THE COURT: All right, sir, mistrial denied.
I will say this, I will let your side call this witness for any purpose you see fit to call her, but I find her testimony so far as completely unworthy of belief.
Although contradictory testimony such as that confronting the trial court here must surely provoke judicial indignation, case law precedent and constitutional precepts forbid judicial interference with the jury's duty to resolve credibility issues. The United States Supreme Court forbade judicial determination of credibility of a defendant-witness many years ago, in Quercia v. United States, 289 U.S. 466, 53 S.Ct. 698, 77 L.Ed. 1321 (1933). Moreover, in parallel cases not cited to us by either party, this court has held that to instruct the jury to accord or deny a witness credibility is to deprive the defendant of a fair trial.
In Stevens v. United States, 306 F.2d 834 (5th Cir. 1962), a witness called by the government gave testimony contradicted by his prior written statements. Claiming surprise, the prosecutor obtained permission to cross-examine the witness. After a confusing colloquy between the prosecutor and the witness, the trial court intervened and asked the witness several questions. Apparently unsatisfied with the results of his inquiry, the judge cut off further testimony, dismissed the witness, and stated for the record that he would not believe the witness on oath.2 On appeal, the Stevens court reversed the defendant's conviction and remanded his case for retrial, holding that:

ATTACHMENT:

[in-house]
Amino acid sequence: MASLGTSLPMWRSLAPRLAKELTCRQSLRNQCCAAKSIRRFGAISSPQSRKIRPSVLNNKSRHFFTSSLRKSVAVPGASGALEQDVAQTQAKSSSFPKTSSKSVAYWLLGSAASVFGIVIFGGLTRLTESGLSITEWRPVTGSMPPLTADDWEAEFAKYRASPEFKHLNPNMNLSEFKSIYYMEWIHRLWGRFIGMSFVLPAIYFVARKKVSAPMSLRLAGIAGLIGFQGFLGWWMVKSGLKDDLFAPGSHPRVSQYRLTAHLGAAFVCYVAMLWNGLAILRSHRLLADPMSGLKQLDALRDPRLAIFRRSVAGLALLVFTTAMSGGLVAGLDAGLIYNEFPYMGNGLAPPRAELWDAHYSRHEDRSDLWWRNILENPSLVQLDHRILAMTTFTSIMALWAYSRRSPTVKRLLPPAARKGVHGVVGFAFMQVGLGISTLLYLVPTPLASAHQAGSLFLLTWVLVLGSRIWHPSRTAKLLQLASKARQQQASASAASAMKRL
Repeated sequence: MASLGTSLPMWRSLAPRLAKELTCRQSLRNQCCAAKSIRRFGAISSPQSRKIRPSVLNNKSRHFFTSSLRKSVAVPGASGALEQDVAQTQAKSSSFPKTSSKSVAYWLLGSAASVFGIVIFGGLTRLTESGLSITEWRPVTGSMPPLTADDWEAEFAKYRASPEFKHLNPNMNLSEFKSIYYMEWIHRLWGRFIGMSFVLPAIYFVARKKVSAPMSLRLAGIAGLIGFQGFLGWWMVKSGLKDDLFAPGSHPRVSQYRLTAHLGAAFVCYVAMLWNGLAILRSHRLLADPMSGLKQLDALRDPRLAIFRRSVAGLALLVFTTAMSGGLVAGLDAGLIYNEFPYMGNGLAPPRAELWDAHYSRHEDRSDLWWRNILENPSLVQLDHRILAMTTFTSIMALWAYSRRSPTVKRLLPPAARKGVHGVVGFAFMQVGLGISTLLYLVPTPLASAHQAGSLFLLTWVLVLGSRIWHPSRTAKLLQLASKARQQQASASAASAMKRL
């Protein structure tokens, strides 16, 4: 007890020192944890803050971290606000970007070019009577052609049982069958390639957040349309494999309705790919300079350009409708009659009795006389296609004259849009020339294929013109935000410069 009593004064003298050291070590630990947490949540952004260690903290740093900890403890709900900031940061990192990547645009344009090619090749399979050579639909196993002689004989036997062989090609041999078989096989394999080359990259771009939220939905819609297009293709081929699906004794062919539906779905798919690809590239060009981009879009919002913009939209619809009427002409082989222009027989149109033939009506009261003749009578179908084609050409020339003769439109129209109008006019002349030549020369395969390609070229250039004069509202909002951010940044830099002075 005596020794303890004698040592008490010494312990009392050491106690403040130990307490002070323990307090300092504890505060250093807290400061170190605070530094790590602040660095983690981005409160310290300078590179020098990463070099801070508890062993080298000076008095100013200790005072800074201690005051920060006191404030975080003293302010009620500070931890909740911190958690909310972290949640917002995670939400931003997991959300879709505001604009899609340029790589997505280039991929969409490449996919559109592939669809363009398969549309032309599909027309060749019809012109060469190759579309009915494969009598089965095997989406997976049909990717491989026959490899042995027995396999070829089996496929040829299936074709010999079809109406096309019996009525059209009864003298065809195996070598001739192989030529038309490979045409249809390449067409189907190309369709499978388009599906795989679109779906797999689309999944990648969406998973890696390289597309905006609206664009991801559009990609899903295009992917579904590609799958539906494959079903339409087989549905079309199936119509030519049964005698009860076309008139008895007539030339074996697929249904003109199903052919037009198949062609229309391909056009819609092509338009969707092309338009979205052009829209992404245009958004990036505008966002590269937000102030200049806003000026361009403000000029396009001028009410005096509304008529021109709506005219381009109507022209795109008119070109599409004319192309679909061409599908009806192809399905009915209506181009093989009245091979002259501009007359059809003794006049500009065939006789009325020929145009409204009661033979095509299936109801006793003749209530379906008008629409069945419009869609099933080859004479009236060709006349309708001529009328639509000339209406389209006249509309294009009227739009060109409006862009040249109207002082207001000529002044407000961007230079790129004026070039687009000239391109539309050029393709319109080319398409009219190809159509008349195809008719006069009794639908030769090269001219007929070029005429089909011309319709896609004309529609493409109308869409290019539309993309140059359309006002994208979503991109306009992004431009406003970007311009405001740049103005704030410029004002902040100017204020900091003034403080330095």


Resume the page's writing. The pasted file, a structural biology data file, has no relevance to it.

A comment by the judge that a witness is not to be believed is prejudicial error unless instructions are given which make it clear that the court's observation is not binding on the jury. In the case at bar the court not only failed to give such an instruction but gave the impression that the witness' testimony could not be considered. In its charge the court repeated its opinion as to the credibility of the witness and referred to his testimony as "misconduct." The question of credibility was taken from the jury. Although the error in the charge may not have been properly preserved by the appellant's counsel, it is such that we think it requires our consideration under the plain error rule and a reversal for a new trial.
Id. at 838. Even more compelling than the vigorous expression of judicial opinion in Stevens is the judge's actual instruction in the present case that the jury give the witness no credence.